Sunday, February 7, 2021

Movie with Abe: Two of Us

Two of Us
Directed by Filippo Meneghetti
Released February 5, 2021 (Theaters and Virtual Cinemas)

During a long-term relationship, couples will likely discuss the fact that one of them is going to die first. It’s a jarring thought and a reason that some decide never to get close to someone for fear of losing them. One partner may hope that they’re the first to go since they couldn’t bear the idea of facing life without their loved one. Death is surely difficult, but there is an added dimension of pain and struggling when someone remains alive but in an incapacitated state where they can no longer communicate their wishes, forever transforming the relationship for the partner who remains entirely lucid and all too aware.

Madeleine (Martine Chevallier) and Nina (Barbara Sukowa) live across the hall from each other and have been in a secret relationship for years. Nina has been pushing for them to move to Italy and give up their apartments, but Madeleine still hasn’t told her adult children, who don’t know that she was unfaithful to their late father. When Madeleine suffers a stroke, Nina is devastated and panicked, and those feelings are multiplied exponentially when she finds herself unable to be by Madeleine’s side since, according to her children and the new caregiver, she is nothing more than her neighbor.

The structure of this film is interesting in that it launches into the story from a late point in Madeleine and Nina’s romance, where they are already extremely comfortable with each other and have gotten into a familiar pattern. Nina discusses making reservations for tickets and apartment rentals in Italy, but this is surely not the first time the idea has come up, nor the first time Madeleine has set out to tell her children before deciding that she still isn’t ready. As is typically the case with life-changing events, any resentment that builds up from that conflict fades away instantly, but Nina in particular has no way to even be there for Madeleine when she needs her most.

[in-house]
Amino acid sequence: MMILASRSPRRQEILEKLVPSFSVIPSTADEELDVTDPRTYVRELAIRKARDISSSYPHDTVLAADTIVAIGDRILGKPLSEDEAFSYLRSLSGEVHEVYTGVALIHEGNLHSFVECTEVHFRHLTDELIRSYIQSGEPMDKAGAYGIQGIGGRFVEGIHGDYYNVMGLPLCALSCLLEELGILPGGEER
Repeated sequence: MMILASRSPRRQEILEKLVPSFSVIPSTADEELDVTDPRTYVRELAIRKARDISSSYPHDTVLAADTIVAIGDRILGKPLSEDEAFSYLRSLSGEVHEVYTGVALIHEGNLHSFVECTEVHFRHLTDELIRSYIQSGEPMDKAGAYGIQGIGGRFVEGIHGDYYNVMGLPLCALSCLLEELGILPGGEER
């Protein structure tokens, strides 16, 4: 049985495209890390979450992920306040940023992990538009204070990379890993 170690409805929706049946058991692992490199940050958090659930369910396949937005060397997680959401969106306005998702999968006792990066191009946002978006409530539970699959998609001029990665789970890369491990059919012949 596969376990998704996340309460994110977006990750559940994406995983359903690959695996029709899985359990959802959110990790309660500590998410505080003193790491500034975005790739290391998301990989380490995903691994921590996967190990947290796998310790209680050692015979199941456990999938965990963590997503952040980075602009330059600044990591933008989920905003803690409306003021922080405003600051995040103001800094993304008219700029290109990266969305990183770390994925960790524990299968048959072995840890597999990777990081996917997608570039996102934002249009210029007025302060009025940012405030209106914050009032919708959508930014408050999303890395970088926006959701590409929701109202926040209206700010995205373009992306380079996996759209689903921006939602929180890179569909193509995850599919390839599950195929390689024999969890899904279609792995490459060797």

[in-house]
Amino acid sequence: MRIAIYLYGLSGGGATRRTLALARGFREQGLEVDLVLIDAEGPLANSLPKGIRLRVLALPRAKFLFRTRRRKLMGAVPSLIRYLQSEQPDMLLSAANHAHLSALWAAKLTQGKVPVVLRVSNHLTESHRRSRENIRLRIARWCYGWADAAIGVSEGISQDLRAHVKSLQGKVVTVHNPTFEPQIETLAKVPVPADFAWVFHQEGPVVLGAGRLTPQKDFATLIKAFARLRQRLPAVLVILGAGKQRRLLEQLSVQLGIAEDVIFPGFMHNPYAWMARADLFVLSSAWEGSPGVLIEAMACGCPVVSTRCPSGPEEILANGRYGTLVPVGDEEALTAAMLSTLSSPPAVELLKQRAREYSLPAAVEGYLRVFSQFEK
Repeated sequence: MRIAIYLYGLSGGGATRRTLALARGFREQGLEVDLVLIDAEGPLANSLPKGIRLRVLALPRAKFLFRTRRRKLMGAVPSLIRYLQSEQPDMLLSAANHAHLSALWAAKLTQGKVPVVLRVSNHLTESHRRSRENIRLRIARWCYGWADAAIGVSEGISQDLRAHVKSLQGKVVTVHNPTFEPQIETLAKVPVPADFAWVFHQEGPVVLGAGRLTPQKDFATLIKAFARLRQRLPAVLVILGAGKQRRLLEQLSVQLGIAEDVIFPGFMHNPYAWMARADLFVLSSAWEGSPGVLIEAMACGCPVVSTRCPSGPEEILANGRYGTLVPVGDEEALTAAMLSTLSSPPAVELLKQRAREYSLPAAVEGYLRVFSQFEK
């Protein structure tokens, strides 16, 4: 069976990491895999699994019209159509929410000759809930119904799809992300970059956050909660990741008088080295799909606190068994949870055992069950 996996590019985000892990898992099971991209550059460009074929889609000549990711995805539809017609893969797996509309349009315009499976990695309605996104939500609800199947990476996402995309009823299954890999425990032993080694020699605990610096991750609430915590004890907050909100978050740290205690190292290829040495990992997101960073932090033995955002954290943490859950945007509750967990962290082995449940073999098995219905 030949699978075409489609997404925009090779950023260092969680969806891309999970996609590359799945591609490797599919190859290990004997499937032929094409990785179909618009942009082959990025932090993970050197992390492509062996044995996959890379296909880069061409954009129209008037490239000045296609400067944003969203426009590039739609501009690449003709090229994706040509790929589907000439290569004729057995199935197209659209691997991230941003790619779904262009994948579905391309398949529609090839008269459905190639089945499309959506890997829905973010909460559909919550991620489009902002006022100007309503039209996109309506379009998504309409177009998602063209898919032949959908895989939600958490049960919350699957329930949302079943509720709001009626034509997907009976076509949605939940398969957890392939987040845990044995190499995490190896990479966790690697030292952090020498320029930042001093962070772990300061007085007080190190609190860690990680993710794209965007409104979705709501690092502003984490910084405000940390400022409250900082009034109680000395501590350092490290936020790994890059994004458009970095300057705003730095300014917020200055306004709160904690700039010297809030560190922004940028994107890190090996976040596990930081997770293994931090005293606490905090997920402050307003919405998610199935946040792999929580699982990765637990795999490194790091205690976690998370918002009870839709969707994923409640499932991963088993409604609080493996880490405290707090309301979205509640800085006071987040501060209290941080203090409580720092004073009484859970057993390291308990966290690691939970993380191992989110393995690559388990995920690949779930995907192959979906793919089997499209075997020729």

This is France’s official Oscar submission for Best International Feature, a love story featuring older actresses portraying a same-sex couple. It’s just as relatable for any generation or demogaphic, especially since Madeleine and Nina already feel written off to a degree by those who believe them merely to be retirees long past the best years of their lives, even though they know that not to be true. It’s an affecting portrait of the determination to care for someone in the face of tremendous grief, fueled by strong performances from both Chevallier and Sukowa.


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